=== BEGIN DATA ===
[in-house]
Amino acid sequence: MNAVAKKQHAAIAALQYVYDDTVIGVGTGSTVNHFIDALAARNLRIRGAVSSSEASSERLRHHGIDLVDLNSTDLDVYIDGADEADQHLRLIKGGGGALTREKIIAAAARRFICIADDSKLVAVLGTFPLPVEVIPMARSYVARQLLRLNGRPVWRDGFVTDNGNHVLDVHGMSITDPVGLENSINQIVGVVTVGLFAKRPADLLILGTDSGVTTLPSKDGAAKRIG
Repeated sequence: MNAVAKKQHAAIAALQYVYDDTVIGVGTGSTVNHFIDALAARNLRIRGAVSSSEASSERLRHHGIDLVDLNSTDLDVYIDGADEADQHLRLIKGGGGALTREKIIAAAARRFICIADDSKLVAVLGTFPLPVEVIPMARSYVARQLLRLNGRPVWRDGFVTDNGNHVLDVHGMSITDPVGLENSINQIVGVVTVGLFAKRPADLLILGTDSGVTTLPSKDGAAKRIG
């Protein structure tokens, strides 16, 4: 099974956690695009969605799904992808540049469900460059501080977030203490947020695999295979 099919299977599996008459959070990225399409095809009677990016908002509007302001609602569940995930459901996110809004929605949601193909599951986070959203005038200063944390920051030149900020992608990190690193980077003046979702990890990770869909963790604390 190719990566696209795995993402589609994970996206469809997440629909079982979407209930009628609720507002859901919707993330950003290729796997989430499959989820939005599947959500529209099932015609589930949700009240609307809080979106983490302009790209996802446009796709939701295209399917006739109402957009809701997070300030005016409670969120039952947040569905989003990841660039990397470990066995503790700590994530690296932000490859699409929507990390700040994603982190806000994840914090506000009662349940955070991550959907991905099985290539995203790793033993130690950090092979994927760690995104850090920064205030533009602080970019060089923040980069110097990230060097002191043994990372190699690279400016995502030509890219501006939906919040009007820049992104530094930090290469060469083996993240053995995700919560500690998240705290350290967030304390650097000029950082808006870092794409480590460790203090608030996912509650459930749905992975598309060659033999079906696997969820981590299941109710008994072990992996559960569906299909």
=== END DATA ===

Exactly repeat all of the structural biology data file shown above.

[in-house]
Amino acid sequence: MNAVAKKQHAAIAALQYVYDDTVIGVGTGSTVNHFIDALAARNLRIRGAVSSSEASSERLRHHGIDLVDLNSTDLDVYIDGADEADQHLRLIKGGGGALTREKIIAAAARRFICIADDSKLVAVLGTFPLPVEVIPMARSYVARQLLRLNGRPVWRDGFVTDNGNHVLDVHGMSITDPVGLENSINQIVGVVTVGLFAKRPADLLILGTDSGVTTLPSKDGAAKRIG
Repeated sequence: MNAVAKKQHAAIAALQYVYDDTVIGVGTGSTVNHFIDALAARNLRIRGAVSSSEASSERLRHHGIDLVDLNSTDLDVYIDGADEADQHLRLIKGGGGALTREKIIAAAARRFICIADDSKLVAVLGTFPLPVEVIPMARSYVARQLLRLNGRPVWRDGFVTDNGNHVLDVHGMSITDPVGLENSINQIVGVVTVGLFAKRPADLLILGTDSGVTTLPSKDGAAKRIG
């Protein structure tokens, strides 16, 4: 099974956690695009969605799904992808540049469900460059501080977030203490947020695999295979 099919299977599996008459959070990225399409095809009677990016908002509007302001609602569940995930459901996110809004929605949601193909599951986070959203005038200063944390920051030149900020992608990190690193980077003046979702990890990770869909963790604390 190719990566696209795995993402589609994970996206469809997440629909079982979407209930009628609720507002859901919707993330950003290729796997989430499959989820939005599947959500529209099932015609589930949700009240609307809080979106983490302009790209996802446009796709939701295209399917006739109402957009809701997070300030005016409670969120039952947040569905989003990841660039990397470990066995503790700590994530690296932000490859699409929507990390700040994603982190806000994840914090506000009662349940955070991550959907991905099985290539995203790793033993130690950090092979994927760690995104850090920064205030533009602080970019060089923040980069110097990230060097002191043994990372190699690279400016995502030509890219501006939906919040009007820049992104530094930090290469060469083996993240053995995700919560500690998240705290350290967030304390650097000029950082808006870092794409480590460790203090608030996912509650459930749905992975598309060659033999079906696997969820981590299941109710008994072990992996559960569906299909």